The woman, Robyn Rosenberger, met the boy, Michael Loness, through her business, which brings superhero capes to children who have an illness or disability, in today's bite-sized hospital and health industry news from Iowa, Missouri, and Pennsylvania.
- Iowa: University of Iowa Hospitals and Clinics CEO Kenneth Kates plans to retire this summer. Kates is also associate VP of University of Iowa Health Care. A committee will be formed to find a successor (Vaidya, Becker's Hospital Review, 1/22).
- Missouri: A Missouri woman who runs a business that brings superhero capes to children who have an illness or disability has donated her kidney to a toddler she met through her work. When Robyn Rosenberger learned that Michael Loness needed a kidney and that a child can receive a kidney from an adult, she recalled, "It was very simple. ... I needed to see if I was a match." And she was. Doctors at St. Louis University Hospital performed the operation to remove Rosenberger's kidney, and doctors at Cardinal Glennon Children's Hospital—about 500 feet away—transplanted it into Loness. Both are recovering after the surgeries, which took place Jan. 17 (Heffernan, St. Louis Post-Dispatch/Sacramento Bee, 1/23).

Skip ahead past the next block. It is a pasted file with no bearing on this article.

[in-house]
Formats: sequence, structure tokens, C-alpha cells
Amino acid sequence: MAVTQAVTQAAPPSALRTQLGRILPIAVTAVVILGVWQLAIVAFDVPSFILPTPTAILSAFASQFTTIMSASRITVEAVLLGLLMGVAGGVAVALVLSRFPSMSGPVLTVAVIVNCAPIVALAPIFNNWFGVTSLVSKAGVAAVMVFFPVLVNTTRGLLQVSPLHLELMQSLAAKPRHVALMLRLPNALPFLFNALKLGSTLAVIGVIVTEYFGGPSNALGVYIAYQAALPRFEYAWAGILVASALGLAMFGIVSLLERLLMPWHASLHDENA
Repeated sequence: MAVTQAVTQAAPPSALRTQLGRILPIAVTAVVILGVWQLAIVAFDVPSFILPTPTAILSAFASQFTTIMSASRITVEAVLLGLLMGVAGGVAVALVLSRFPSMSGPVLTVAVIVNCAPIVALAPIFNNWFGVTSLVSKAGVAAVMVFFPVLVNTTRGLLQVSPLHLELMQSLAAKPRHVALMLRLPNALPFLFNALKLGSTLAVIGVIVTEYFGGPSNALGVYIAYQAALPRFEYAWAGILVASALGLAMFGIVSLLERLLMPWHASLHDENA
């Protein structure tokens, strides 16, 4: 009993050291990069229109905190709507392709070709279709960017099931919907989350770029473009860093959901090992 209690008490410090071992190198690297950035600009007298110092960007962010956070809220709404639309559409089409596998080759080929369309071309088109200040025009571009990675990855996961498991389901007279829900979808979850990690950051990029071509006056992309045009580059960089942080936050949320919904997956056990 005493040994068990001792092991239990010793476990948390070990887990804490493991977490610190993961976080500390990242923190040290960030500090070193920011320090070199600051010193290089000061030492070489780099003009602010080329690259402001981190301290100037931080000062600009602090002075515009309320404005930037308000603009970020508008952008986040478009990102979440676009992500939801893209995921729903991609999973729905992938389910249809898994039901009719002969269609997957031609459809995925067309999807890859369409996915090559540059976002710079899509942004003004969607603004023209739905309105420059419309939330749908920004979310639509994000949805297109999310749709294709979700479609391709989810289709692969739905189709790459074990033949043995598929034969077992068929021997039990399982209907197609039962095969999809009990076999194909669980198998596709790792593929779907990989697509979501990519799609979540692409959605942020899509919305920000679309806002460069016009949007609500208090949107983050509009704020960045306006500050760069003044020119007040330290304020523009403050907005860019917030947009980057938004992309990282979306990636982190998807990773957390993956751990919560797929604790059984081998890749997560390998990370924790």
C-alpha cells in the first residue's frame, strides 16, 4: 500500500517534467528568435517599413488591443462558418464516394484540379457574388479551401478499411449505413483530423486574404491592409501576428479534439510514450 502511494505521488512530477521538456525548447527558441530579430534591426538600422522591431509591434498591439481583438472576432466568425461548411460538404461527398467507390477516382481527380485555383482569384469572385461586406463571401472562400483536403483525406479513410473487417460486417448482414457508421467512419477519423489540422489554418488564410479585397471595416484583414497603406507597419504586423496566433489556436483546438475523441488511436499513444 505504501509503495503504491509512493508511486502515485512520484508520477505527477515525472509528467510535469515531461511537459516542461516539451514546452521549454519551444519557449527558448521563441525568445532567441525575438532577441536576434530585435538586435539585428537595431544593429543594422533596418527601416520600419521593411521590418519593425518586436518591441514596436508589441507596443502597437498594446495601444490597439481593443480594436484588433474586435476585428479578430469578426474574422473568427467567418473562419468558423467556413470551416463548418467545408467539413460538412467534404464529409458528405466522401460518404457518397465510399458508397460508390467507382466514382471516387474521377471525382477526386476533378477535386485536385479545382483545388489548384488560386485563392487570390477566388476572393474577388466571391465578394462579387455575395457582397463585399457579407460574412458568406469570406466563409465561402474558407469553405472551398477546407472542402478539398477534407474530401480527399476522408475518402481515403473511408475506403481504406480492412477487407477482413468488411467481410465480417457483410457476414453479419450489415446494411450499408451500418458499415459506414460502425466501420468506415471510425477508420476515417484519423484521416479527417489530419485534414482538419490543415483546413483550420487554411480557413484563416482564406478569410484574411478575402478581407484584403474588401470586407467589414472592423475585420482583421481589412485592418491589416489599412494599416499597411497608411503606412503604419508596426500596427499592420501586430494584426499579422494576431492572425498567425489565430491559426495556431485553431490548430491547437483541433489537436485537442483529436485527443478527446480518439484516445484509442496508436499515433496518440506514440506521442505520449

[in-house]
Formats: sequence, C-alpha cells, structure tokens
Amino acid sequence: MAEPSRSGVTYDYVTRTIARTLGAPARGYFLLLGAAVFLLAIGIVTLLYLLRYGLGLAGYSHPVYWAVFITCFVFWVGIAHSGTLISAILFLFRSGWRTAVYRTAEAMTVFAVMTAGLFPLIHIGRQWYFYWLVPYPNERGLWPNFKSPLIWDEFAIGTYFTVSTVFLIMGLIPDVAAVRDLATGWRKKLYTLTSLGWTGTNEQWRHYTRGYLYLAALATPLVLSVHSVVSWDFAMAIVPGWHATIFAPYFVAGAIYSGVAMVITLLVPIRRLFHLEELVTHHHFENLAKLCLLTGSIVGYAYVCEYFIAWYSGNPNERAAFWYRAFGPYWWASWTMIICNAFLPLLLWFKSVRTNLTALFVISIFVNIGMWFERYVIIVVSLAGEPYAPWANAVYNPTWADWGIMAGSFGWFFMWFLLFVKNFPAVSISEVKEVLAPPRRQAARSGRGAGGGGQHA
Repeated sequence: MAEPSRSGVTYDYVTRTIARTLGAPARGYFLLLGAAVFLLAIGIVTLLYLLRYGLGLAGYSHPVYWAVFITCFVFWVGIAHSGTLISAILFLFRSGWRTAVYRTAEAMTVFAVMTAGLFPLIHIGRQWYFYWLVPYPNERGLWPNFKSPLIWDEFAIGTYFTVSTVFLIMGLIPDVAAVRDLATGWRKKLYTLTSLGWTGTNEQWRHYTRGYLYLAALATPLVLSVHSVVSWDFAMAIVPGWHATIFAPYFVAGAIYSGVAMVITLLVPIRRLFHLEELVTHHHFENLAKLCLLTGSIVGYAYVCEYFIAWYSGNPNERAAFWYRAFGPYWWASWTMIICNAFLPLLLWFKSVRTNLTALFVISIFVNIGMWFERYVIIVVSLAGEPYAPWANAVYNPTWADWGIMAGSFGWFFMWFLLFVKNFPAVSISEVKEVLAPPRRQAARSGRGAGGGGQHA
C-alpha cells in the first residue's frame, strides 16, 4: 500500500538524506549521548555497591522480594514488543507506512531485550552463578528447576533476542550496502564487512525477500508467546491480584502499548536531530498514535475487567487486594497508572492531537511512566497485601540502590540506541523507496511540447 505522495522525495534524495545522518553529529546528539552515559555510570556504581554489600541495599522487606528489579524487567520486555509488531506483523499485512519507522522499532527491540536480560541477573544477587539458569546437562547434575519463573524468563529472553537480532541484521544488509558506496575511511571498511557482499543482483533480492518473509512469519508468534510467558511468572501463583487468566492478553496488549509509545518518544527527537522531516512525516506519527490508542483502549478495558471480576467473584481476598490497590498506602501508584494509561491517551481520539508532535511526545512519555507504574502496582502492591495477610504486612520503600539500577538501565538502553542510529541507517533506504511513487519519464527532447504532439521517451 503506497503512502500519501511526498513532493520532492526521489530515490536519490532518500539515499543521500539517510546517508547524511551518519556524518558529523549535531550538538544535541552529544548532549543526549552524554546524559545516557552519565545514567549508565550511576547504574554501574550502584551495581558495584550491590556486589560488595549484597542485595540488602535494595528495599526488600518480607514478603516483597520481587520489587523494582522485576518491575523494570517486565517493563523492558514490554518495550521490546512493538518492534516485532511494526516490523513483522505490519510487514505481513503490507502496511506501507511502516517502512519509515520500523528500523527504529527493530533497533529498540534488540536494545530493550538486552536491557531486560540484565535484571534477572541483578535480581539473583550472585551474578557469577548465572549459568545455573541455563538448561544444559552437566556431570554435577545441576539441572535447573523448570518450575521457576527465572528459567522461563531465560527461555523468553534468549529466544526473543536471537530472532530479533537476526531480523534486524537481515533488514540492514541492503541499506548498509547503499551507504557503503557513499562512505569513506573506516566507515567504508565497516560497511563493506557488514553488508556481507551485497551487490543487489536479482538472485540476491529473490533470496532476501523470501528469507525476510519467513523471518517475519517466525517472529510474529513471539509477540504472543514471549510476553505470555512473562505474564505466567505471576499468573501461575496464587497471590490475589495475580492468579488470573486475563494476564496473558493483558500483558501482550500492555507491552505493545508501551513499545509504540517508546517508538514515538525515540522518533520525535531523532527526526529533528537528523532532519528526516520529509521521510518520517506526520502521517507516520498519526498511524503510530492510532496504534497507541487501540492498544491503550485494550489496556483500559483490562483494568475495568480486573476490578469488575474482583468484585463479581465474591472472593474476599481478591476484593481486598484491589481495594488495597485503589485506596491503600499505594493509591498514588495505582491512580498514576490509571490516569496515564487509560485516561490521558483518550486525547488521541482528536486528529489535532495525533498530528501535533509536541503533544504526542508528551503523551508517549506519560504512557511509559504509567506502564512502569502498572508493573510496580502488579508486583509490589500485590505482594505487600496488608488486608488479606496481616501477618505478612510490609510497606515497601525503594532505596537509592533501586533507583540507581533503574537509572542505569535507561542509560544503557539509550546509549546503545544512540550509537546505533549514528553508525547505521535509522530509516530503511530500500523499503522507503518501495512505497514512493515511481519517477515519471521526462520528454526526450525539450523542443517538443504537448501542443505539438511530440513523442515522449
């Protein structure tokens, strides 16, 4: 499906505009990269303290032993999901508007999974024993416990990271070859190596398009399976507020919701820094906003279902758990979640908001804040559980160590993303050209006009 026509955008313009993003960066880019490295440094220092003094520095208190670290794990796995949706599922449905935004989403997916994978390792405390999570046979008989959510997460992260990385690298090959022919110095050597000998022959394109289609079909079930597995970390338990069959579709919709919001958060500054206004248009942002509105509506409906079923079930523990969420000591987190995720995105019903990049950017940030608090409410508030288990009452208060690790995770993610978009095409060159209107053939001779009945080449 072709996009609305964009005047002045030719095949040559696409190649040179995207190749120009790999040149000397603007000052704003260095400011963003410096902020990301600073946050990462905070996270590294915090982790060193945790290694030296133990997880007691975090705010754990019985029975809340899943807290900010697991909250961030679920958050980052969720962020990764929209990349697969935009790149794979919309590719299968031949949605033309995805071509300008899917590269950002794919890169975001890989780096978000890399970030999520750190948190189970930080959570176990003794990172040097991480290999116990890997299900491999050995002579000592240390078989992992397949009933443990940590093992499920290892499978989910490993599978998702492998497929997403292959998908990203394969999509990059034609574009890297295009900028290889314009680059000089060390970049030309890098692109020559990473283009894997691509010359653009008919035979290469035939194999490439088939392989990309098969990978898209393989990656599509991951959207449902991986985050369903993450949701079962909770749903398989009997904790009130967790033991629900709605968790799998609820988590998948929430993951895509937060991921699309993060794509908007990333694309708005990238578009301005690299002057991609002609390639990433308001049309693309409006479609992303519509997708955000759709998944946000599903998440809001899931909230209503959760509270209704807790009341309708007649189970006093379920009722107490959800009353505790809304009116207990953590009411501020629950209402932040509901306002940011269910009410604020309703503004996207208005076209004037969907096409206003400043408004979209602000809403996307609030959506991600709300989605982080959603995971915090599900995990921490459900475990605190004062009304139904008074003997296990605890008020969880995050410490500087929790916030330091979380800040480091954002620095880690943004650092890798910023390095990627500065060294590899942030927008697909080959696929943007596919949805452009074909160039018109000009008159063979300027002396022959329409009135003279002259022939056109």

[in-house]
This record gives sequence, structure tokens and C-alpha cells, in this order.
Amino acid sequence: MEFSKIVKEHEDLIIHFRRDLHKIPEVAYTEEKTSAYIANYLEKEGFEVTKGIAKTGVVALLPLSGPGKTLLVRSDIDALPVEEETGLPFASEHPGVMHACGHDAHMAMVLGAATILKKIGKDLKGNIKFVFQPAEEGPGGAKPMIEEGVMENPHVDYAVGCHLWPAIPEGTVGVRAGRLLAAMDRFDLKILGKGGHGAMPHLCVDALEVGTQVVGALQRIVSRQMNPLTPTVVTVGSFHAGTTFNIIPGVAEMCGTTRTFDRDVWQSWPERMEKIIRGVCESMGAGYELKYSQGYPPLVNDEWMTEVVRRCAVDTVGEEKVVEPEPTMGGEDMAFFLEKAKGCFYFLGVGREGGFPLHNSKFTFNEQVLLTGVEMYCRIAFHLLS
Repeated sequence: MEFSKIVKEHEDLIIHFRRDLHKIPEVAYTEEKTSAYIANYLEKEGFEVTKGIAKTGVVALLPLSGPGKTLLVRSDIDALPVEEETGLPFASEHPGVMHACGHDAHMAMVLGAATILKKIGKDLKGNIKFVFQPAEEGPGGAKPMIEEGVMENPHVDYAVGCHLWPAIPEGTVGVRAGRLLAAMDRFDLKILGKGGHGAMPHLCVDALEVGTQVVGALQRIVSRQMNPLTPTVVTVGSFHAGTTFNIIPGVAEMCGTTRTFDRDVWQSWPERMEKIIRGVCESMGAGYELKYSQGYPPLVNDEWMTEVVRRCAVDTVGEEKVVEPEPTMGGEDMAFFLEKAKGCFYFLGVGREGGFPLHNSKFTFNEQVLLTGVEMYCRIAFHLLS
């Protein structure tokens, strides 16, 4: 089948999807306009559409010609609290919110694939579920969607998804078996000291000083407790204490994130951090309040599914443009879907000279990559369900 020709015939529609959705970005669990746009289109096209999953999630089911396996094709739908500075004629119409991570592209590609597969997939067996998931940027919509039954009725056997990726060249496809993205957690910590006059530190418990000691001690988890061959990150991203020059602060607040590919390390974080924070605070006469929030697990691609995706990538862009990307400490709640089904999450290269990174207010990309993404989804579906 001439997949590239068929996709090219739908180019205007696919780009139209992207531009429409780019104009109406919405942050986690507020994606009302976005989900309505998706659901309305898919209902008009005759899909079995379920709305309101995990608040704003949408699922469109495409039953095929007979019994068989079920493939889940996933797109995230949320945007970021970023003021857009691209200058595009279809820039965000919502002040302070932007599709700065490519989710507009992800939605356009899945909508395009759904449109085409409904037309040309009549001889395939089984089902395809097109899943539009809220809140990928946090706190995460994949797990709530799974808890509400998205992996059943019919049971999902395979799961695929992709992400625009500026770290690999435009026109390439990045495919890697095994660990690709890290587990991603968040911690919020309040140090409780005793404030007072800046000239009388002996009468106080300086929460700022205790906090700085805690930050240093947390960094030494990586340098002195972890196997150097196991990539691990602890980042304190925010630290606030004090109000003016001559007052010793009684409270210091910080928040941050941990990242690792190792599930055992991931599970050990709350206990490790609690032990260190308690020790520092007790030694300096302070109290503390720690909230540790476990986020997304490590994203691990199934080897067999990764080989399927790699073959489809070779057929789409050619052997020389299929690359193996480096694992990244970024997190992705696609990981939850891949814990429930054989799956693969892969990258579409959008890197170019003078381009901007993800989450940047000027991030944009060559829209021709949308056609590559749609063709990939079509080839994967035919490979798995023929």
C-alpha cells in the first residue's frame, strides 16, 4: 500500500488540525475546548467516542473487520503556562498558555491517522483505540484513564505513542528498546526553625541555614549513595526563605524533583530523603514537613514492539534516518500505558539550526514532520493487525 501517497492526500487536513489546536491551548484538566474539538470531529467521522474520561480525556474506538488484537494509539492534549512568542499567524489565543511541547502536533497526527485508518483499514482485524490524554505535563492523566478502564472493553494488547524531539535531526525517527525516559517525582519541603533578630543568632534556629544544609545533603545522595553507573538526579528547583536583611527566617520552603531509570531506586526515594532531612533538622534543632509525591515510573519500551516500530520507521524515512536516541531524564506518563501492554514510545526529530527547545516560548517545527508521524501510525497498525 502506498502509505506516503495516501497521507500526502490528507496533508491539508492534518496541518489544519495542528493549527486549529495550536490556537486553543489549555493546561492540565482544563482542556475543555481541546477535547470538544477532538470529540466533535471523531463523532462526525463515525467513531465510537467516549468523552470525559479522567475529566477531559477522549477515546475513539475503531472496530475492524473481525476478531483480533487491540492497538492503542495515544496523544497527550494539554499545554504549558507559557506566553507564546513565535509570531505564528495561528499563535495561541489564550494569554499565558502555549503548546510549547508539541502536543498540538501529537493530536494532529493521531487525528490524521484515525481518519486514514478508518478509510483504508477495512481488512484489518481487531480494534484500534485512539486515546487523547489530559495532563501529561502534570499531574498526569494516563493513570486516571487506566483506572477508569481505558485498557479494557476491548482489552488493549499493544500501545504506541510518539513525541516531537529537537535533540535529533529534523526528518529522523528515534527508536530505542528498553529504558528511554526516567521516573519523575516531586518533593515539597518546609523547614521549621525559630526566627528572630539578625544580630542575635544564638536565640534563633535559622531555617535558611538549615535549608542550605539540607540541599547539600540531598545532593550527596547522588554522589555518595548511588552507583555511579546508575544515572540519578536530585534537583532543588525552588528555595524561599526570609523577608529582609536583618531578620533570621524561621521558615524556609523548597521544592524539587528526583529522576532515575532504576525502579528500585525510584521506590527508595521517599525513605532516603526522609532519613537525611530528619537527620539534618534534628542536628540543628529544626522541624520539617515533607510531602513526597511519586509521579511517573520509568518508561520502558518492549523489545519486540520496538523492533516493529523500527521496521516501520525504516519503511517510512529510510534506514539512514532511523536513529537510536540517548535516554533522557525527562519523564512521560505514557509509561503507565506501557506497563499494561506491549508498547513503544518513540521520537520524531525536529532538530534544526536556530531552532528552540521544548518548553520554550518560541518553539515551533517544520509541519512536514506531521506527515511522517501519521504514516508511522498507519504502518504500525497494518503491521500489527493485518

- Pennsylvania: Public health officials last month updated the state's definition of charity care to require hospitals to inform patients when they've been deemed eligible for charity care. The change came in response to a trend among hospitals in recent years to practice so-called "presumptive eligibility." The practice helps hospitals identify patients eligible for charity care and reduce the amount of unpaid medical bills passed onto hospitals as bad debt. But patient advocate groups said hospitals in many cases were not informing patients when they are eligible for charity care, which could prompt a patient to forgo needed follow-up care because of cost concerns (Paavola, Becker's Hospital Review, 1/22).
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